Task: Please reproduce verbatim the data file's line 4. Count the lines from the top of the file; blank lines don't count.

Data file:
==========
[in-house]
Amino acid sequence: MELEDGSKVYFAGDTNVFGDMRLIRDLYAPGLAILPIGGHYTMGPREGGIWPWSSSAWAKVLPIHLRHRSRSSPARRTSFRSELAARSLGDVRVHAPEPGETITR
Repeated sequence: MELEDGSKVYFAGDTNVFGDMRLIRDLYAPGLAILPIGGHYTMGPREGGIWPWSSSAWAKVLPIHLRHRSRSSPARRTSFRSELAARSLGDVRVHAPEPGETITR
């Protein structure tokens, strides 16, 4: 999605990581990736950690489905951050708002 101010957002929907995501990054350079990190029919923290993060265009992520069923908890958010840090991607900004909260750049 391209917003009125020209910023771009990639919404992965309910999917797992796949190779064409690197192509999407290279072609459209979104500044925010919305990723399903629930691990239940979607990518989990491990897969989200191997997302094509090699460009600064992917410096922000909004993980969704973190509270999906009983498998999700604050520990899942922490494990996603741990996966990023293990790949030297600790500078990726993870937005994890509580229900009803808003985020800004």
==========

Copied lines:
């Protein structure tokens, strides 16, 4: 999605990581990736950690489905951050708002 101010957002929907995501990054350079990190029919923290993060265009992520069923908890958010840090991607900004909260750049 391209917003009125020209910023771009990639919404992965309910999917797992796949190779064409690197192509999407290279072609459209979104500044925010919305990723399903629930691990239940979607990518989990491990897969989200191997997302094509090699460009600064992917410096922000909004993980969704973190509270999906009983498998999700604050520990899942922490494990996603741990996966990023293990790949030297600790500078990726993870937005994890509580229900009803808003985020800004």